Sometimes it’s fun to think outside our zone. How about growing some tropical plants?

Actually, most Maine gardeners already grow tropicals, though you may not know it. We simply call them annuals.

Take, for example, the plant we commonly call a geranium. It isn’t a geranium at all. That name belongs to a native perennial, with the common name cranesbill. Cranesbill is a mounding, long-flowering plant in pinks, purples and blues. The plants that we call geraniums actually have the botanical name of pelargonium, and are Zone 9 perennials native to southern Africa. Other tropical perennials used as annuals in the north include petunias and coleus.

But those plants are so common you don’t get the excitement of cheating your zone to grow something unusual. And most of us want a little excitement on occasion.

A few general rules:

Don’t put these tropical plants outdoors until mid-June – or about now. They are tropicals and need warm temperatures.


 In southern climates, some of these plants will grow in the shade. But most require at least four to five hours of sunlight in Maine, as the sun isn’t as strong here.

 While you can put these tropicals in the ground, make your life easier by planting them in pots. That way you can bring them inside for the winter, and take them outside again the following spring.


My wife Nancy and I have grown a canna for years, putting it on our patio in summer, where it get about four hours of sun each day. Cannas come in a wide variety of colors and prefer fertile, moist soil. Cannas do have blooms but, as with the blooms on your coleus, they aren’t why you grow the plant. It’s the foliage we like, with its huge leaves, often with veins, and attractive leaf stalks. Cannas, and most other tropical plants, require regular watering. After all, it rains a lot in the tropics.

Nancy and I had a friend who planted several tropical hibiscus in her garden every summer – and they bloomed prolifically. There are Maine-hardy hibiscus – the rose of Sharon shrub and mallow perennial. But the tropical versions have large bright flowers; red and pink are most common, but also peach, orange and yellow. The individual blossoms fall off after one or two days of bloom, but the plant itself blossoms all summer long, and the shiny green foliage really stands out.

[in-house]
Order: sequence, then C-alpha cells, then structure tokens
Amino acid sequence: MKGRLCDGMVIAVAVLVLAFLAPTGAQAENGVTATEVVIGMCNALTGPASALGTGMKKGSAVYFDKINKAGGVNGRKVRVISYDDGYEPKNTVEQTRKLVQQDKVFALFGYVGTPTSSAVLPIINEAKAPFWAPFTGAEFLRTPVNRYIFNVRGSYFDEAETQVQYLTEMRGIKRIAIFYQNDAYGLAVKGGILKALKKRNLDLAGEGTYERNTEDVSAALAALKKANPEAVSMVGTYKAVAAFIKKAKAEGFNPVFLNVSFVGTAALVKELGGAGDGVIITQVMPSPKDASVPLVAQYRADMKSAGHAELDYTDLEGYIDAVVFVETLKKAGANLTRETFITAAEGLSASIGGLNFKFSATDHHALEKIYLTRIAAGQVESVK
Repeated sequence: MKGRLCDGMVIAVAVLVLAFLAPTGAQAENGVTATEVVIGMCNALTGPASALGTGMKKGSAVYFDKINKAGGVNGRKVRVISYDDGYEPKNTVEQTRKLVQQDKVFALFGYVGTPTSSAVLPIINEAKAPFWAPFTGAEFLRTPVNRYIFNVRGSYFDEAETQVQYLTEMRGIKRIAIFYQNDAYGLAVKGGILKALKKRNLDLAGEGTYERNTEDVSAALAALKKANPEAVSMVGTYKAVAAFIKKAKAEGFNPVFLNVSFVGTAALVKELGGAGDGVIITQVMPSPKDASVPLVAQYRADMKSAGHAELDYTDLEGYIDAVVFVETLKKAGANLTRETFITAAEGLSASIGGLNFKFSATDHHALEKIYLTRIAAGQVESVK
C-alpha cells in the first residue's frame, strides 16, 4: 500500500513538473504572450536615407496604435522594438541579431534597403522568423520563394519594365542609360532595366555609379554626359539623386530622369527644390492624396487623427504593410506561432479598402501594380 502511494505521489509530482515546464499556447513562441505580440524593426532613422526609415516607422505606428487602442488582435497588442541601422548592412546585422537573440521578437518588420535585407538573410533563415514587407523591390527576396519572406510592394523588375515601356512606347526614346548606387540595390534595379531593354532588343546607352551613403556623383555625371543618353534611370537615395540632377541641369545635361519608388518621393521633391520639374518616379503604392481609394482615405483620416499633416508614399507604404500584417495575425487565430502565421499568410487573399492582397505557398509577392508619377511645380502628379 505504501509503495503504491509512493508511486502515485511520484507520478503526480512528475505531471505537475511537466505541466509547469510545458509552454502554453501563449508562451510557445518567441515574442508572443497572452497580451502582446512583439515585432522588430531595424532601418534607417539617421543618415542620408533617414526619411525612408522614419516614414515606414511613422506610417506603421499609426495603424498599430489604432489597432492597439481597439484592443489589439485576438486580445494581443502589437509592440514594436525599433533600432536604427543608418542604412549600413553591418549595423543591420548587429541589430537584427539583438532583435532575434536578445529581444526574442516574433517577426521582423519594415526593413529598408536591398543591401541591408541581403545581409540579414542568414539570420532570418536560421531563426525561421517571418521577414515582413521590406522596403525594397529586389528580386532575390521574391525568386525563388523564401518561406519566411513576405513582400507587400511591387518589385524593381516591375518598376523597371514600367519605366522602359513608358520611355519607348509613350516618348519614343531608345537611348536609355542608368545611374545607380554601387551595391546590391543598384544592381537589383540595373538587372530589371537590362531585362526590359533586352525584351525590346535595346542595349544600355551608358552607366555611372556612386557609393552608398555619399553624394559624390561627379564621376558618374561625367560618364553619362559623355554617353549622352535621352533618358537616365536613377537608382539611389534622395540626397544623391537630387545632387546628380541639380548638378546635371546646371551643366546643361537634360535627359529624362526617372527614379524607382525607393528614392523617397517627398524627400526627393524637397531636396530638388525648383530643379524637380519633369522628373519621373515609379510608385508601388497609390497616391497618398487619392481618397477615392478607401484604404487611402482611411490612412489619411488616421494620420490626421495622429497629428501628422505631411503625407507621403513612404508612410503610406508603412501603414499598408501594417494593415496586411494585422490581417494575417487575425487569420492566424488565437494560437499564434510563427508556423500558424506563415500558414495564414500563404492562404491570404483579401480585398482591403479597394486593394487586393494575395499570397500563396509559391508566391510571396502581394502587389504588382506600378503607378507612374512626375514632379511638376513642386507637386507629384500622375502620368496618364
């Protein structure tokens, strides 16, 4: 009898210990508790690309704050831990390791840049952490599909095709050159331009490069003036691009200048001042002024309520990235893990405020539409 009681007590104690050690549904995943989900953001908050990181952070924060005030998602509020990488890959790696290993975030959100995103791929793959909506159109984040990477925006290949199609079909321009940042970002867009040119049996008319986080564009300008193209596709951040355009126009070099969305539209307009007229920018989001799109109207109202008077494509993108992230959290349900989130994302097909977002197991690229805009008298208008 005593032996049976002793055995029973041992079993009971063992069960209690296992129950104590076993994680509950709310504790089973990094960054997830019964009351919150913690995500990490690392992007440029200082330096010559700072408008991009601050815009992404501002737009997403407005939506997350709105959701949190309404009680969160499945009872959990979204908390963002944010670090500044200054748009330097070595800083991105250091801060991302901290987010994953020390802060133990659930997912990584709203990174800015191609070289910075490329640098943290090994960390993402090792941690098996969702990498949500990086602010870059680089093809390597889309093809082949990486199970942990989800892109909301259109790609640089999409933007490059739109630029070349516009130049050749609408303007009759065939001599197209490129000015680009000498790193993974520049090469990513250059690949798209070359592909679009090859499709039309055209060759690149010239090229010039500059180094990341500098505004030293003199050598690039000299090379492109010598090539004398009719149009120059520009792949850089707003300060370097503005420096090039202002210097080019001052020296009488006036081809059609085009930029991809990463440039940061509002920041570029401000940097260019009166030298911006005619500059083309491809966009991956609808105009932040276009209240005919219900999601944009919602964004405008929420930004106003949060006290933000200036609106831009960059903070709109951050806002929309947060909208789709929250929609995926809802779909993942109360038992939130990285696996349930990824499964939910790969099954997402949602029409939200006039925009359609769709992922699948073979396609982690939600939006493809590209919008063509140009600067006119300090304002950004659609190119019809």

Tropical hibiscus are sold at many Maine garden centers, sometimes in bush form but also in a tree form. In the latter, they have a single stem that goes about 3 feet tall, so all of the color is above the lower-level plants in the garden.

Mandevilla, a huge vining plant that can grow about 10 feet tall, became trendy about a decade ago. The trumpet-shaped flowers can be pink, red, white or yellow and will start in mid- to late summer and continue until frost. Hummingbirds, butterflies and bees love it. To encourage growth, fertilize it and give it plenty of water, too. It will grow faster if you place it by the south wall of a building for extra heat.


Mandevilla dislikes temperatures below 40, so if you plan to keep it, bring it indoors well before the first frost. Put it in a south-facing window for the winter, and it will keep its leaves and continue growing until you put it out again the following spring.


Bougainvillea is another vine that will do well in small pots, because its roots like to be restricted. While it needs to be moist when first planted, it will bloom better if the soil is slightly dry – so don’t water it daily. Its prolific blossoms are pink to red, and will look better if you have a trellis for the vine, which will not grow quite as tall as mandevilla.

You may want a few palms – just for the huge leaves. Banana trees are an attractive palm to grow on a patio or deck. Some come in a striking red or white. I don’t know if you can grow your own bananas, but it’s worth a try. And if you’re interested in growing fruit, you can also get your own fig tree.

At this point in the column, I must offer an apology. I wrote about agapanthus two weeks ago, before I went shopping for ours.

In past years, we have purchased this delightful tropical at Broadway Gardens and at O’Donal’s. Neither place seems to be stocking them this year. We next looked for them at Skillins, then at Allen, Sterling & Lothrop – and had no luck there, either. So please accept my apology if I created a lust for a plant that you may not be able to buy locally this year.

And if you do find it for sale, please let me know where. Thanks.


TOM ATWELL is a freelance writer gardening in Cape Elizabeth. He can be contacted at: [email protected]

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